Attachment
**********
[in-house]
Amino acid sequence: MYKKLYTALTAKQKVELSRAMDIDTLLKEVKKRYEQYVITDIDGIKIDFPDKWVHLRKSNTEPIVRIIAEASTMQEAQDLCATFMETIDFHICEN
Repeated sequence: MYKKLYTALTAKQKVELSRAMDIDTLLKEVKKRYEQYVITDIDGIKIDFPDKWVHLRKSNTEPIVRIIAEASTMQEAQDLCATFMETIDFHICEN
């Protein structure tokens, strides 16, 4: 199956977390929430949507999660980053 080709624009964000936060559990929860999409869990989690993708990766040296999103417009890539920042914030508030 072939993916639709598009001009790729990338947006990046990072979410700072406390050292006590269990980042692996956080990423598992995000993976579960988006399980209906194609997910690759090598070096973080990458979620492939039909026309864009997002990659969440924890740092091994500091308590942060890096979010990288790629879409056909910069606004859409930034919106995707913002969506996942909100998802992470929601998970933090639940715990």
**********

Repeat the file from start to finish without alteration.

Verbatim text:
[in-house]
Amino acid sequence: MYKKLYTALTAKQKVELSRAMDIDTLLKEVKKRYEQYVITDIDGIKIDFPDKWVHLRKSNTEPIVRIIAEASTMQEAQDLCATFMETIDFHICEN
Repeated sequence: MYKKLYTALTAKQKVELSRAMDIDTLLKEVKKRYEQYVITDIDGIKIDFPDKWVHLRKSNTEPIVRIIAEASTMQEAQDLCATFMETIDFHICEN
């Protein structure tokens, strides 16, 4: 199956977390929430949507999660980053 080709624009964000936060559990929860999409869990989690993708990766040296999103417009890539920042914030508030 072939993916639709598009001009790729990338947006990046990072979410700072406390050292006590269990980042692996956080990423598992995000993976579960988006399980209906194609997910690759090598070096973080990458979620492939039909026309864009997002990659969440924890740092091994500091308590942060890096979010990288790629879409056909910069606004859409930034919106995707913002969506996942909100998802992470929601998970933090639940715990």